"Growth hacking" is a business and marketing concept that has been building momentum, particularly among tech start-ups. Essentially, growth hacking is the concept of scaling a company or product quickly by making data-driven decisions. It also dictates how the product or company is marketed to potential customers. Growth hacking eschews traditional marketing channels for low cost "guerilla" tactics that promote rapid growth. A key tenet of growth hacking is that it encourages businesses to take an outside-the-box approach to marketing, taking all aspects of operations into consideration when identifying growth opportunities.
An ongoing criticism of social media marketing is that it offers an uncertain ROI. However, measuring ROI has always been a central challenge for marketers. Whether you work in marketing or not, you have probably heard some variation of the often quoted adage, "Only half of marketing works. The problem is, we don't know which half." Identifying which marketing efforts are the most effective has long been a significant hurdle for marketers, inhibiting our ability to optimize (or justify) our efforts.
Advertising can be an effective way of communicating your product or service, but the average consumer is reluctant to trust traditional advertisements. Referrals and word of mouth are much more effective ways to get your message heard because these methods come from trusted sources: friends and family. The best way to ensure positive word of mouth about your company is to create positive experiences for your existing customers. This is especially important in the age of social media, when every individual has the ability to communicate with hundreds, if not thousands, of people with a couple taps on their phone or clicks of their mouse.
Before social media, a company shaped its brand primarily through advertising. It was easy to control the message and project the desired brand image. Since the advent of Facebook, Twitter, Instagram, Google Plus, Pinterest, etc., the game has changed dramatically. Companies now have a way to interact with customers and shape their brand in real-time. This can be either good or bad, depending on the company's approach to branding and marketing. Companies who were comfortable with and preferred a tightly controlled brand message are having a difficult time adapting to the new media landscape. On the other hand, companies who prefer a more customer-focused approach now have countless tools at their disposal.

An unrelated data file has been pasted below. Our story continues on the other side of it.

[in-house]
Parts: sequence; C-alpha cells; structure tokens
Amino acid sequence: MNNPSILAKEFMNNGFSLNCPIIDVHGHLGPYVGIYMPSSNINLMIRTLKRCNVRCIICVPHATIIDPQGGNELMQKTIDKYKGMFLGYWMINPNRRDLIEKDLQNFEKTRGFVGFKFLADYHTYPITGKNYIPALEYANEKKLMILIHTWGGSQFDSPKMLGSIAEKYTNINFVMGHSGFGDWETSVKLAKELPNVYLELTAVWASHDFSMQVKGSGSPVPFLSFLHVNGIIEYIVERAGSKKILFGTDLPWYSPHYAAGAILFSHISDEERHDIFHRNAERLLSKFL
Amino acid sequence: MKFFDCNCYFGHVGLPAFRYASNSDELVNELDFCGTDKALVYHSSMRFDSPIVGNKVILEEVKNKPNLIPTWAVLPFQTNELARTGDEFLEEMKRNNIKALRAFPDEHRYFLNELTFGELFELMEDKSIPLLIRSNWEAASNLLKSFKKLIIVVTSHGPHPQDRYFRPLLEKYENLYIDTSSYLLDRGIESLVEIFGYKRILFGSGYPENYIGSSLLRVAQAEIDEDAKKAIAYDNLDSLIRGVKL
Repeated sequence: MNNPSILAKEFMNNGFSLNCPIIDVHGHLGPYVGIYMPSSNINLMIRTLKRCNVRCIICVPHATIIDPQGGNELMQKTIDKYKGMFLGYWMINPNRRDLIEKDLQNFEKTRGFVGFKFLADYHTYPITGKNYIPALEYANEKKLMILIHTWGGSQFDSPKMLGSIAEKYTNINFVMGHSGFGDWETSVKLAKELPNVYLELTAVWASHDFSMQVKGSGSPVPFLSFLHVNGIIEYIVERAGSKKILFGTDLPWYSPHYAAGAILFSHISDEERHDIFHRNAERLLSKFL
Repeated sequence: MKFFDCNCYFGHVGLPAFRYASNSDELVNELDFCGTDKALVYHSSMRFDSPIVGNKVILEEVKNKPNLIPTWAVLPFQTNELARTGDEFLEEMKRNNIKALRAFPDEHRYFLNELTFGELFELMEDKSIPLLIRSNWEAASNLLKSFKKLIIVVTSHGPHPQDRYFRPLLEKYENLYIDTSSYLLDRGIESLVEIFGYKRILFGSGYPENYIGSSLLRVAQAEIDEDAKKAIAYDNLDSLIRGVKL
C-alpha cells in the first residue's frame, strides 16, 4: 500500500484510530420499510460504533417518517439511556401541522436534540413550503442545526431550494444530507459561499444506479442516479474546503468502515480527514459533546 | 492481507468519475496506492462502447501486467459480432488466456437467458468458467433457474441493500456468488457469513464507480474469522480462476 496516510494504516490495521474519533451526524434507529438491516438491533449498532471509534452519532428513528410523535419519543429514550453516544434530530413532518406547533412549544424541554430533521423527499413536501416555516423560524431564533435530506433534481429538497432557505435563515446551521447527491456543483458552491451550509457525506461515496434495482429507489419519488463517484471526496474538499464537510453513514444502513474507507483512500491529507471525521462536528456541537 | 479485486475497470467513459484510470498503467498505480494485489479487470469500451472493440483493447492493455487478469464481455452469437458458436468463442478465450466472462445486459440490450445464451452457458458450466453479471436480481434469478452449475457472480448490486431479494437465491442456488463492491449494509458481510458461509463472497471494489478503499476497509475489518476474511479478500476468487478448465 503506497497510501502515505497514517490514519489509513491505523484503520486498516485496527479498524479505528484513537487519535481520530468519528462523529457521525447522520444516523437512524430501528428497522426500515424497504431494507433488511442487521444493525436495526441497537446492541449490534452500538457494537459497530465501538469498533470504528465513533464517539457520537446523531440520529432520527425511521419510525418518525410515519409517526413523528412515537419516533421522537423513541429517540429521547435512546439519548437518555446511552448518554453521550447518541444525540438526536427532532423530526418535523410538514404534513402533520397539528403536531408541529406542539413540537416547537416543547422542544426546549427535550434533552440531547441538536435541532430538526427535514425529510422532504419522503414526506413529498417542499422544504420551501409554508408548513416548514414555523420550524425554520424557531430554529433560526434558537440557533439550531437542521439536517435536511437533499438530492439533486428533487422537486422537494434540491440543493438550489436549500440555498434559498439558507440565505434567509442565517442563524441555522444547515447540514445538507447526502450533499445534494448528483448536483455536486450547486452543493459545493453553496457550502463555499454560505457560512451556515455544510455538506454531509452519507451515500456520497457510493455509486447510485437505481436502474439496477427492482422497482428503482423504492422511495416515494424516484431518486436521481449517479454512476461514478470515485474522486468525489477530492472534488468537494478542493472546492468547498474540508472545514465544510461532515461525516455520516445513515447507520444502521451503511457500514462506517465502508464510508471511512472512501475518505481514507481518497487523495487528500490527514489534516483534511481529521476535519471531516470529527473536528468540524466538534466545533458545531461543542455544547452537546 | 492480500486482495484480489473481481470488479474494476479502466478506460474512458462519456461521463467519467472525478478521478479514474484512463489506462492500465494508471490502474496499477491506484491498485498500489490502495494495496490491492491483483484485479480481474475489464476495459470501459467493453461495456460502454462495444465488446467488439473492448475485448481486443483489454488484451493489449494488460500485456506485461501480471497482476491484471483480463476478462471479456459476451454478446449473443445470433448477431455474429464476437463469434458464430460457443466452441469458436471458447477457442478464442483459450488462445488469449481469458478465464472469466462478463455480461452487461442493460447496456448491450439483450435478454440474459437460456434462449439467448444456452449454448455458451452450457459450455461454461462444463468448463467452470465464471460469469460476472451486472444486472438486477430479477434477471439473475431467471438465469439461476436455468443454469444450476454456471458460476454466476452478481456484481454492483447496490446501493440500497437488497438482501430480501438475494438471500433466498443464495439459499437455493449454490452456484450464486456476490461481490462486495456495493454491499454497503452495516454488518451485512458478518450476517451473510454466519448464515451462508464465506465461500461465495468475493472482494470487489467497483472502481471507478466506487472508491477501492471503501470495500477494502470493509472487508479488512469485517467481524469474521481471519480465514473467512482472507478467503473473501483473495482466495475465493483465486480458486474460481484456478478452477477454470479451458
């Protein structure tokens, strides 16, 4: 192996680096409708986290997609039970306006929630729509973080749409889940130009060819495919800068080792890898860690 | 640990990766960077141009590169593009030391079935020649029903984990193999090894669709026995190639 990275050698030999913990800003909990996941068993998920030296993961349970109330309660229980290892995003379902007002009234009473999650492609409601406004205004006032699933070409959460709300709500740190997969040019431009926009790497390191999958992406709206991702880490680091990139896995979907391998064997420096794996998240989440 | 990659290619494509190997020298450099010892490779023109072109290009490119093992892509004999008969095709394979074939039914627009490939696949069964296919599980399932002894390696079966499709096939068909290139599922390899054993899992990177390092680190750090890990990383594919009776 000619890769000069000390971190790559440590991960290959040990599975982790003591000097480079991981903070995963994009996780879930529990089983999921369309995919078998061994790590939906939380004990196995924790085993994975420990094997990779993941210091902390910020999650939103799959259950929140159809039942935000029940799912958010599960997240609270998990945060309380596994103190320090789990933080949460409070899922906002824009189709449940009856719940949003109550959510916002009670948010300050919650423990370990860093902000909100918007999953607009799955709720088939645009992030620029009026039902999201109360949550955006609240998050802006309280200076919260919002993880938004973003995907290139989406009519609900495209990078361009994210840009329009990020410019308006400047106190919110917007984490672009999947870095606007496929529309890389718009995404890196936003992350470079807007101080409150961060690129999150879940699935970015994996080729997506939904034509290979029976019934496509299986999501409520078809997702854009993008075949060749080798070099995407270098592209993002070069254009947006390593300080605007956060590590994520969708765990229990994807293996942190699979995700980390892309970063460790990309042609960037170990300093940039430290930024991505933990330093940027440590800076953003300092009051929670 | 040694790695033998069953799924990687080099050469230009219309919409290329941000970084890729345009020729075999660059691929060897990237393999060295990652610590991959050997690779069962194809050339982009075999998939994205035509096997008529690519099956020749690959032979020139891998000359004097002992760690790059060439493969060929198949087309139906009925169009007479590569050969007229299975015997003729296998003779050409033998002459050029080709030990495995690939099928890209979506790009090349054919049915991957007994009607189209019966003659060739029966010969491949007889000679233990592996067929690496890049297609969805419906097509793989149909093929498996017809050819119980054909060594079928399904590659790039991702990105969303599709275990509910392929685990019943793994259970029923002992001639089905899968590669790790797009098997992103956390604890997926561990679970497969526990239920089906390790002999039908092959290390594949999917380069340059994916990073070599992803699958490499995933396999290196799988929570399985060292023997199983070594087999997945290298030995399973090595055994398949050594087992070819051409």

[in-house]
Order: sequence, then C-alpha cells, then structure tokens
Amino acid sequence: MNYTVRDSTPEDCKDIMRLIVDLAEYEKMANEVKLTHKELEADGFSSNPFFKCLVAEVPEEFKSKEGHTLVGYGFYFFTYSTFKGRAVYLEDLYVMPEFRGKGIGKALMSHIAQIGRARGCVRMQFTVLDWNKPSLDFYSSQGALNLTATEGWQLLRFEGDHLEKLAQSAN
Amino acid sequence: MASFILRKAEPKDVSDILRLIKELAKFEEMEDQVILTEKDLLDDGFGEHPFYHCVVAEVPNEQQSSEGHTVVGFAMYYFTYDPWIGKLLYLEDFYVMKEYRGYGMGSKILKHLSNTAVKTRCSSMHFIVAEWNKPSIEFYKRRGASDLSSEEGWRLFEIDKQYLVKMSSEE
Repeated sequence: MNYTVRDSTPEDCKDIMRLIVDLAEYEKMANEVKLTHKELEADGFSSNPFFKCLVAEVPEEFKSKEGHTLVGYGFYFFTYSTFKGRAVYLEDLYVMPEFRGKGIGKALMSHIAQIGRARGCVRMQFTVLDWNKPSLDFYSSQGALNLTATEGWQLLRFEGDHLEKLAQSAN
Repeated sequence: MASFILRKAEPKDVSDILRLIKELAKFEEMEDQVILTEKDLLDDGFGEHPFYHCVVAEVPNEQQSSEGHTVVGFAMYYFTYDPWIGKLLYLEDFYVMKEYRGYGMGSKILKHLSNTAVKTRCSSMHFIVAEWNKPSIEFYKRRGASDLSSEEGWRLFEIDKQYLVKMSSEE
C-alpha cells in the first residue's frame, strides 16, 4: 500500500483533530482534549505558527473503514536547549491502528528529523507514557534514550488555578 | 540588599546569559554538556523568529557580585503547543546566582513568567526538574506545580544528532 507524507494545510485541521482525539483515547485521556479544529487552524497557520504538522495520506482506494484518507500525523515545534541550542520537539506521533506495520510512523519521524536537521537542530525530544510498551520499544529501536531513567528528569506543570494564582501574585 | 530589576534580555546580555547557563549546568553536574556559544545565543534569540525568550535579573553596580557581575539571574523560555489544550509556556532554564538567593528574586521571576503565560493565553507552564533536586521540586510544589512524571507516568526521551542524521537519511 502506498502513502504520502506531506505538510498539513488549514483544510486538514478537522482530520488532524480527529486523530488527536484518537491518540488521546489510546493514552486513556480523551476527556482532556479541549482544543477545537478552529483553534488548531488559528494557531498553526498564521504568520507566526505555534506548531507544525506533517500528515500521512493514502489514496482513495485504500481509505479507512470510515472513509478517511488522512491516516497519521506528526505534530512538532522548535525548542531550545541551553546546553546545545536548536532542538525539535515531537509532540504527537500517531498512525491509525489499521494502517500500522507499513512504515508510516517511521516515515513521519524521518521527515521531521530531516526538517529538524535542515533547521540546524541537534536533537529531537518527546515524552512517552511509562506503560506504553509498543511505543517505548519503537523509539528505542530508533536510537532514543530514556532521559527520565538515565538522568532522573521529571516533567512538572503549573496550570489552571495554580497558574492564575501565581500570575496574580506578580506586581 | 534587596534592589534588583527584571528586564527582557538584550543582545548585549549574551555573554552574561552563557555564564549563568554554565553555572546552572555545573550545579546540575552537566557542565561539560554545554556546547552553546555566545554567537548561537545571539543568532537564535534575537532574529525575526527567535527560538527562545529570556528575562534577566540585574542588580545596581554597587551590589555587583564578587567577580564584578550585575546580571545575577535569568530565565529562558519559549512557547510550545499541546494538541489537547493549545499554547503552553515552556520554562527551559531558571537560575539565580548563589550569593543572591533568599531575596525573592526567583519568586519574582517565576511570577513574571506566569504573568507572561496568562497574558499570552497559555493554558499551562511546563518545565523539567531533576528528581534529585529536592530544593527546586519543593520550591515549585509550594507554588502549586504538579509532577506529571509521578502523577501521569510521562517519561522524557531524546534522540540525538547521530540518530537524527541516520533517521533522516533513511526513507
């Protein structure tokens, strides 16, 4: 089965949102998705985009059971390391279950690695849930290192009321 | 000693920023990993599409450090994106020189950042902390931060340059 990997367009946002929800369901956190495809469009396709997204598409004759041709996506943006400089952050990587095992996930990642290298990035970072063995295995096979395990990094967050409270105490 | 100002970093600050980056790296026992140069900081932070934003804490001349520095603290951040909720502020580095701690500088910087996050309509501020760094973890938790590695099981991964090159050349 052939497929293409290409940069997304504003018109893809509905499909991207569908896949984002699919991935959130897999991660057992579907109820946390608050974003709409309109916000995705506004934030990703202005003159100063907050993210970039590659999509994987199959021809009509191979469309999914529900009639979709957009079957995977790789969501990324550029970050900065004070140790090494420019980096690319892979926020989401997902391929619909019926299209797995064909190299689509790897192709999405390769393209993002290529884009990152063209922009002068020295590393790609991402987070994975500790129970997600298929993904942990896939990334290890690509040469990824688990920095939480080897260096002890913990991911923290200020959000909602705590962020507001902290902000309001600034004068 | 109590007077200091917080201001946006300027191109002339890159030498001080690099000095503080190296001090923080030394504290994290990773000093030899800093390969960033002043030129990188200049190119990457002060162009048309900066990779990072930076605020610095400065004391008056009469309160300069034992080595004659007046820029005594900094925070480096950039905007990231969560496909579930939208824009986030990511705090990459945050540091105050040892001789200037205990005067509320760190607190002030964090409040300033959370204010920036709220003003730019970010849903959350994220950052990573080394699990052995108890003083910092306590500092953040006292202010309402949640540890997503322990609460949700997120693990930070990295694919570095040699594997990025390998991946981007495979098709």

It's no secret that people prefer to read about relevant topics. When a headline mentions a recent news item or a trending topic, it is much more likely to be read. Your company may not always be in the news, but it is relatively easy to become part of the conversation. In fact, leveraging current events and interesting news items is one of the best ways to generate press for your business. Many PR strategies focus on what the particular company is doing, but it is often more effective to determine how your business can fit into what is already being talked about.
Along with "innovation" and "disruptive", branding has become one of the most overused words in business. This is unfortunate since branding is such an integral part of any company. The concept of branding may seem like marketing fluff to many who believe that the products a company produces or the services they provide are the only things that matter. However, branding defines a company's identity. This doesn't just refer to the perception that others have of the company (although that is certainly an important aspect of branding), but the brand also serves as a guiding force internally. A clear brand identity sets the tone within a company, guiding operational decisions, customer service policies and company culture.
Most business strategies focus on how to beat the competition. It seems obvious that the success of any business relies on its ability to outperform its rivals. However, Renée Mauborgne and W. Chan Kim present another option in their widely-acclaimed business book "Blue Ocean Strategy". The book argues that you can actually make competition irrelevant by creating uncontested market space, or "blue oceans". Although finding these opportunities is certainly easier said than done, the book offers a comprehensive outline of the practices other companies have followed to create their own blue oceans.